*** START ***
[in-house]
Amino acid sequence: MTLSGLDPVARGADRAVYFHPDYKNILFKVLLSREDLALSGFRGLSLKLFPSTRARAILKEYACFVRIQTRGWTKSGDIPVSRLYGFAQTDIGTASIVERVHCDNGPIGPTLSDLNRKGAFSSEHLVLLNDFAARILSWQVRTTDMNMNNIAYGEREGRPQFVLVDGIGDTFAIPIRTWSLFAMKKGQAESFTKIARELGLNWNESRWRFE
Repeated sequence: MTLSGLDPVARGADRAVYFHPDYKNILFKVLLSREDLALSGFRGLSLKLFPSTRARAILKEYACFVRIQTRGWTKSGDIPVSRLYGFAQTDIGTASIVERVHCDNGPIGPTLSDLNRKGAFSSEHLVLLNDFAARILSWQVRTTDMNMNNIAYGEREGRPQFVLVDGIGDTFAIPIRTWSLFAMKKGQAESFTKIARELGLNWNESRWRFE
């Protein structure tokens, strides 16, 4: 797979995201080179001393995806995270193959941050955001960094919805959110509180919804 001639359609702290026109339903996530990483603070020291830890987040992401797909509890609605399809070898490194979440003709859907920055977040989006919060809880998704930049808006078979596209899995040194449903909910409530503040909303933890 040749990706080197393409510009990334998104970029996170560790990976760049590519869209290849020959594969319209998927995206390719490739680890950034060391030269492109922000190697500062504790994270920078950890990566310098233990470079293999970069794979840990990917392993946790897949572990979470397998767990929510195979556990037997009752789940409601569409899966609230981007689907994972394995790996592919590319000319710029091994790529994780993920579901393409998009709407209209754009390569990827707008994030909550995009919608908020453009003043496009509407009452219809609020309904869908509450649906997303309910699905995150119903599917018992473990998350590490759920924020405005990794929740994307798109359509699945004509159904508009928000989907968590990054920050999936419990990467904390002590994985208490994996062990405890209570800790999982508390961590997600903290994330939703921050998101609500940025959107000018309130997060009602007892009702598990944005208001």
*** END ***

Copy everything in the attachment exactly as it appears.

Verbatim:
[in-house]
Amino acid sequence: MTLSGLDPVARGADRAVYFHPDYKNILFKVLLSREDLALSGFRGLSLKLFPSTRARAILKEYACFVRIQTRGWTKSGDIPVSRLYGFAQTDIGTASIVERVHCDNGPIGPTLSDLNRKGAFSSEHLVLLNDFAARILSWQVRTTDMNMNNIAYGEREGRPQFVLVDGIGDTFAIPIRTWSLFAMKKGQAESFTKIARELGLNWNESRWRFE
Repeated sequence: MTLSGLDPVARGADRAVYFHPDYKNILFKVLLSREDLALSGFRGLSLKLFPSTRARAILKEYACFVRIQTRGWTKSGDIPVSRLYGFAQTDIGTASIVERVHCDNGPIGPTLSDLNRKGAFSSEHLVLLNDFAARILSWQVRTTDMNMNNIAYGEREGRPQFVLVDGIGDTFAIPIRTWSLFAMKKGQAESFTKIARELGLNWNESRWRFE
């Protein structure tokens, strides 16, 4: 797979995201080179001393995806995270193959941050955001960094919805959110509180919804 001639359609702290026109339903996530990483603070020291830890987040992401797909509890609605399809070898490194979440003709859907920055977040989006919060809880998704930049808006078979596209899995040194449903909910409530503040909303933890 040749990706080197393409510009990334998104970029996170560790990976760049590519869209290849020959594969319209998927995206390719490739680890950034060391030269492109922000190697500062504790994270920078950890990566310098233990470079293999970069794979840990990917392993946790897949572990979470397998767990929510195979556990037997009752789940409601569409899966609230981007689907994972394995790996592919590319000319710029091994790529994780993920579901393409998009709407209209754009390569990827707008994030909550995009919608908020453009003043496009509407009452219809609020309904869908509450649906997303309910699905995150119903599917018992473990998350590490759920924020405005990794929740994307798109359509699945004509159904508009928000989907968590990054920050999936419990990467904390002590994985208490994996062990405890209570800790999982508390961590997600903290994330939703921050998101609500940025959107000018309130997060009602007892009702598990944005208001």